Ramifications of Failing to Pay Child Support
The Florida Department of Revenue is the government entity that runs the state’s Child Support Enforcement Program. The Department of Revenue provides services for nearly 1 million children and collects over $1 billion each year in child support.
This post is meant to inform both the custodial parent and the noncustodial parent of what can happen if the noncustodial parent fails to pay child support as ordered by the court.
Register Your Case
We recommend to all custodial parents to first register your child support case with the Department of Revenue. In the event the noncustodial parent fails to pay court-ordered child support, the Department of Revenue then has all the information needed to enforce payment.
What Can Happen if Payment is Not Made
If the noncustodial parent fails to pay court-ordered child support, there are many tools the State uses to encourage the parent to pay. The following includes some of the tools used:
- Wage Garnishment
Whenever companies hire new employees, the companies report the new hires to the government for tax purposes and child support purposes. When the state learns of the noncustodial parent’s employment, the state can then garnish the parent’s wages to provide the child support.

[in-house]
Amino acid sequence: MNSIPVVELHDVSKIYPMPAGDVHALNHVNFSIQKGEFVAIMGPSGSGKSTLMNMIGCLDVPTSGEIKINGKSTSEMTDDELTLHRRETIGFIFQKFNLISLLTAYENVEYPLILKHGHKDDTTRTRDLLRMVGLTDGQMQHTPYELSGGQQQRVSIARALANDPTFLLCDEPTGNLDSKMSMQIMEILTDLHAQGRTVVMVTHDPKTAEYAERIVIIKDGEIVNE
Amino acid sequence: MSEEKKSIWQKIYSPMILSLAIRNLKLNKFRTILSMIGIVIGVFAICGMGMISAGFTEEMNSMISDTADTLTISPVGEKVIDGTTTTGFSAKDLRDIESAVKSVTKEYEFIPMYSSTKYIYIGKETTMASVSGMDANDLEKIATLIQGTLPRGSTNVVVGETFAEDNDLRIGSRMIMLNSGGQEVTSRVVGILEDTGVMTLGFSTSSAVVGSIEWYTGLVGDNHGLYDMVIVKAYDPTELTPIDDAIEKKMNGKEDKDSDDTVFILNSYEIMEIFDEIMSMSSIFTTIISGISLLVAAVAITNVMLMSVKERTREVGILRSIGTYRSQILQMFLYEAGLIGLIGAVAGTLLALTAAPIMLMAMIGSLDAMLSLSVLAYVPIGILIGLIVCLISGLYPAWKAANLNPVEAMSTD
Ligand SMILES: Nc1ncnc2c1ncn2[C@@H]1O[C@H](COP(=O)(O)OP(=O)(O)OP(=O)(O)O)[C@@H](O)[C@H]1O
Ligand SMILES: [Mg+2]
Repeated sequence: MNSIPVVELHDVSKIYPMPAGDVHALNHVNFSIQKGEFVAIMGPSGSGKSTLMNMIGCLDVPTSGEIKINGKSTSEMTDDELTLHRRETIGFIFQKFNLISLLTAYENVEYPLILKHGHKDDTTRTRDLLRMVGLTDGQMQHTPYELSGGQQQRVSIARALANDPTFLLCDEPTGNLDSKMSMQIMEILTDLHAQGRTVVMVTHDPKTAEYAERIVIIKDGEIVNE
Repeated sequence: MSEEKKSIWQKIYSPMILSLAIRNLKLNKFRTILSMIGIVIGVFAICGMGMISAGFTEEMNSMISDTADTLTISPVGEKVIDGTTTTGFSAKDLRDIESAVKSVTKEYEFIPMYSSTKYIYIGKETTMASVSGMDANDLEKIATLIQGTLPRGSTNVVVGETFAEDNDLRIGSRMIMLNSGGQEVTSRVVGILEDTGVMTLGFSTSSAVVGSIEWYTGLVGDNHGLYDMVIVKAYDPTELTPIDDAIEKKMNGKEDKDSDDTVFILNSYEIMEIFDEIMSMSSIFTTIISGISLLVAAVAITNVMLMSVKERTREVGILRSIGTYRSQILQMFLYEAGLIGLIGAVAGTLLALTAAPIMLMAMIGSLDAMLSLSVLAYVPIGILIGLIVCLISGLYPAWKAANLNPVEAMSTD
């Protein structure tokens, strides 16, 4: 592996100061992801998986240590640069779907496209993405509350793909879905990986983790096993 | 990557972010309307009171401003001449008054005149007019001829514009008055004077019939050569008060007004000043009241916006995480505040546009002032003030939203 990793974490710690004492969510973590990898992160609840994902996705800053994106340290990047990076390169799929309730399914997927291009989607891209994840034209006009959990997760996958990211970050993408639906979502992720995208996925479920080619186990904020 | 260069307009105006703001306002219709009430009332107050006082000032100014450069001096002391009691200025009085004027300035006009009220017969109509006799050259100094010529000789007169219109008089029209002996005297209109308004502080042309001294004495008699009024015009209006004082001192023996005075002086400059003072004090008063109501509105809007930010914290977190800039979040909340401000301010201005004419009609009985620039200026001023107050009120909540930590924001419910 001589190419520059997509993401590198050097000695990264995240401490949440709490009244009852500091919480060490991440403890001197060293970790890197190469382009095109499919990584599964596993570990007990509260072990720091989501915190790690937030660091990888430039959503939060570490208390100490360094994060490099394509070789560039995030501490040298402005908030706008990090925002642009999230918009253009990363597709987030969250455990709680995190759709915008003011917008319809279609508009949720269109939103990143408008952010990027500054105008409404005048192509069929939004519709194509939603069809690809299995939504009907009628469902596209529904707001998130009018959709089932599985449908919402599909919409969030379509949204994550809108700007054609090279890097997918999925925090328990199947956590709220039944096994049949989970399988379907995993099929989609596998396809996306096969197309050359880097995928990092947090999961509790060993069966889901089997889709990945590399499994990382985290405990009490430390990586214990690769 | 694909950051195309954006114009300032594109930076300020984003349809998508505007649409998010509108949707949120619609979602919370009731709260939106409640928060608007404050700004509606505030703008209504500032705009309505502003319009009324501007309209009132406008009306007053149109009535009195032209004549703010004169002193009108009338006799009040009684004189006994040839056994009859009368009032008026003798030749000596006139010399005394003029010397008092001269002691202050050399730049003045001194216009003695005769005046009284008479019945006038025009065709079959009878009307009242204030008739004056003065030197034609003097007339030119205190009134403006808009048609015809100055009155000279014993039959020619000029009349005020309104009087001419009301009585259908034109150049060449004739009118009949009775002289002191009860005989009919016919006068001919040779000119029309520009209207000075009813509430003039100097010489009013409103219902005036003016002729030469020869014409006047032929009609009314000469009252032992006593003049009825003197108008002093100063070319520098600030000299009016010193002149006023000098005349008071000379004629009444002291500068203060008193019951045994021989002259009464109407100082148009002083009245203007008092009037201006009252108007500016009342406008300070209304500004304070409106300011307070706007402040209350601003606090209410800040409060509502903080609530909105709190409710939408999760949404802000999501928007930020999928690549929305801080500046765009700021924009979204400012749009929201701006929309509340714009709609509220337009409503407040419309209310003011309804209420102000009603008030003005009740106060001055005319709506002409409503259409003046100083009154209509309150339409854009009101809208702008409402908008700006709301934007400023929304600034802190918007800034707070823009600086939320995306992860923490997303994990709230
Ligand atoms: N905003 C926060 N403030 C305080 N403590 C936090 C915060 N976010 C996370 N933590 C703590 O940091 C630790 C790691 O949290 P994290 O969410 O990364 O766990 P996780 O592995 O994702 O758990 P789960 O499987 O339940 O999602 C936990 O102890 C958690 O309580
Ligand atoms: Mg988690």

- License Suspension
The state can also suspend the delinquent noncustodial parent’s driver’s license, as well as hunting and fishing licenses.
- Liens and Seizure of Assets
If the noncustodial parent becomes delinquent with regard to child support payments, the state can file a lien against all of the noncustodial parent’s property, such as land, homes, and cars. In addition, the state can seize assets, such as lottery winnings, tax refunds, and unemployment payments.
- Contempt of Court
If the noncustodial parent fails to pay court-ordered child support, the failure is a violation of the court order. The state can request the court find the noncustodial parent in contempt of court. If the court does find the parent in contempt of court, the parent can be ordered to pay a large fine and possibly go to jail.
- Suspension of Professional License
The state can also suspend a delinquent noncustodial parent’s professional license, such as a contractor’s license, engineering license, medical license, or any other business or professional license that is regulated by the state.
- Denial of Passport
If the delinquent noncustodial parent owes a large amount of back child support, the government can deny that person’s application for a U.S. passport.
Also, if the delinquent noncustodial parent owes a large amount of back child support, the state can report that debt to the credit reporting bureaus. Failure to pay child support can affect a person’s credit, which, in turn, can affect the person’s ability to make purchases, apply for credit, and in some cases obtain employment.
Speak with a Family Law Attorney Now
If you are concerned about a lapse in child support payments, whether by you or the other parent, you should immediately contact an experienced Tampa family law attorney at Bubley & Bubley, P.A. We can help you get your child support payments back on track.